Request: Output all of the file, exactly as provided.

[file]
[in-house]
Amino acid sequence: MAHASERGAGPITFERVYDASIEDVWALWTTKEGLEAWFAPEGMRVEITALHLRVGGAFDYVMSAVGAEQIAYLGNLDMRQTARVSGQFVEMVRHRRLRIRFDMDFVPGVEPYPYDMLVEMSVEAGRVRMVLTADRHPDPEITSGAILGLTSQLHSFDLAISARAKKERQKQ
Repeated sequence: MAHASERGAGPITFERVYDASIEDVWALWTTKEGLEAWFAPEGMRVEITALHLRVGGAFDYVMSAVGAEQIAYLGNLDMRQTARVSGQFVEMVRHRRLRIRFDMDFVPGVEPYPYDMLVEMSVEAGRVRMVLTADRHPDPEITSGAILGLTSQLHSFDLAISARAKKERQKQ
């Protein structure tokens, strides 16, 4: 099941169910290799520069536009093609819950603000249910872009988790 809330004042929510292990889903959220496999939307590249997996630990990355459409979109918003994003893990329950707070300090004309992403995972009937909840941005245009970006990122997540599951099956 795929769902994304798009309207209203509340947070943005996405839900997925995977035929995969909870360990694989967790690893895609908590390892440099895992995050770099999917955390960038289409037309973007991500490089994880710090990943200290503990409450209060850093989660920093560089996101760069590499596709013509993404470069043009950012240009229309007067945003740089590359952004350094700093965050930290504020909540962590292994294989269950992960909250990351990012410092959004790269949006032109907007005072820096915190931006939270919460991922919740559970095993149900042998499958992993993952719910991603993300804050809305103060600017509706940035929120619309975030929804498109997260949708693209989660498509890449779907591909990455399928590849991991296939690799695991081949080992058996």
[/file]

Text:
[in-house]
Amino acid sequence: MAHASERGAGPITFERVYDASIEDVWALWTTKEGLEAWFAPEGMRVEITALHLRVGGAFDYVMSAVGAEQIAYLGNLDMRQTARVSGQFVEMVRHRRLRIRFDMDFVPGVEPYPYDMLVEMSVEAGRVRMVLTADRHPDPEITSGAILGLTSQLHSFDLAISARAKKERQKQ
Repeated sequence: MAHASERGAGPITFERVYDASIEDVWALWTTKEGLEAWFAPEGMRVEITALHLRVGGAFDYVMSAVGAEQIAYLGNLDMRQTARVSGQFVEMVRHRRLRIRFDMDFVPGVEPYPYDMLVEMSVEAGRVRMVLTADRHPDPEITSGAILGLTSQLHSFDLAISARAKKERQKQ
């Protein structure tokens, strides 16, 4: 099941169910290799520069536009093609819950603000249910872009988790 809330004042929510292990889903959220496999939307590249997996630990990355459409979109918003994003893990329950707070300090004309992403995972009937909840941005245009970006990122997540599951099956 795929769902994304798009309207209203509340947070943005996405839900997925995977035929995969909870360990694989967790690893895609908590390892440099895992995050770099999917955390960038289409037309973007991500490089994880710090990943200290503990409450209060850093989660920093560089996101760069590499596709013509993404470069043009950012240009229309007067945003740089590359952004350094700093965050930290504020909540962590292994294989269950992960909250990351990012410092959004790269949006032109907007005072820096915190931006939270919460991922919740559970095993149900042998499958992993993952719910991603993300804050809305103060600017509706940035929120619309975030929804498109997260949708693209989660498509890449779907591909990455399928590849991991296939690799695991081949080992058996």